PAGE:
Dove or Ivory? A Case Study on Currency Impacts

By Jeremy Schwartz, Director of Research at WisdomTree

“Given the divergence of central bank policies, currencies are among the most important investment topics today. If the U.S. dollar continues to strengthen, it may be a headwind to U.S. multinationals earning revenue abroad, while boosting foreign companies that are earning revenue in the United States.

As an example, let’s compare the Procter & Gamble Company (P&G) to Unilever PLC (UNA), both multinational companies with well-known household brands. These two companies have very similar business models and often compete with each other, but they are incorporated in different countries, the U.S. and the Netherlands, and hence trade in different currencies, the U.S. dollar and the euro, respectively.

P&G should be negatively impacted by a stronger dollar because foreign sales are converted back into dollars at unfavorable exchange rates.
• UNA should benefit from a weaker euro because its foreign sales would be repatriated back into euros.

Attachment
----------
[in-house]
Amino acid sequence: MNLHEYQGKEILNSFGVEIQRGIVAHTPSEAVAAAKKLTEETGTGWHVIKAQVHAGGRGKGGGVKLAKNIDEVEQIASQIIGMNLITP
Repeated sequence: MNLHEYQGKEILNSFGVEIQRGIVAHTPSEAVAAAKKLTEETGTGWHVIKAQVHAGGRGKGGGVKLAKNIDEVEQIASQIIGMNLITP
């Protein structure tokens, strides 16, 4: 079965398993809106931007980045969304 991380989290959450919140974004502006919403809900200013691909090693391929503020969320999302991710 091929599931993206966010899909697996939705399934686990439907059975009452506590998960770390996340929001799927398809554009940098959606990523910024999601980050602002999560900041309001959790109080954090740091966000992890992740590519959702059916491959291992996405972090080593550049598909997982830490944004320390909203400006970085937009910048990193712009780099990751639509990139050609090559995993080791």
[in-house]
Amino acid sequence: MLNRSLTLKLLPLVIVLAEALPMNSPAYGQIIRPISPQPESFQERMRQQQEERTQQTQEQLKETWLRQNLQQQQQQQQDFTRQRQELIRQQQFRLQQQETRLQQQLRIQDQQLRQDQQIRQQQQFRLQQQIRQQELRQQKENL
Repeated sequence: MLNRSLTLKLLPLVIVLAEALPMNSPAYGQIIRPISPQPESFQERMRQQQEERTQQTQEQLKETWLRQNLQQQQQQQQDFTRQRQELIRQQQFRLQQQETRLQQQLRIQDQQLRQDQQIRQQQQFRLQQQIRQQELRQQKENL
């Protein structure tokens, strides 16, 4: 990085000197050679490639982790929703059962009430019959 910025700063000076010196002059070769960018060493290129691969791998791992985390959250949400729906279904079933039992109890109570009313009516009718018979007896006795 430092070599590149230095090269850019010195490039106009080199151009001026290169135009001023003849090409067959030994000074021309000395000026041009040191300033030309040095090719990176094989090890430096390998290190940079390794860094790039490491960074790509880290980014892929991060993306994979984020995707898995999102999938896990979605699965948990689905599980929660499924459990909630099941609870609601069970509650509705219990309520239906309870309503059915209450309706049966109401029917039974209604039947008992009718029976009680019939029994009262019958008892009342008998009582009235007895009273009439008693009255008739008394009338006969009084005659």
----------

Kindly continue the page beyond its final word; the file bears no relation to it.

The most recent warning from P&G about the impact from a stronger dollar is below:

“The October–December 2014 quarter was a challenging one with unprecedented currency devaluations,” said A.G. Lafley, P&G’s chairman, president and CEO. “Virtually every currency in the world devalued versus the U.S. dollar, with the Russian ruble leading the way.” He also said, “The outlook for the year will remain challenging. Foreign exchange will reduce fiscal 2015 sales by 5% and net earnings by 12%, or at least $1.4 billion after tax.” Read more »


The oil rig count is not important — yet

“This chart from Deutsche Bank’s Torsten Sløk shows that to date, the decline in rig count has not put a dent in production as less-efficient wells are taken offline”.

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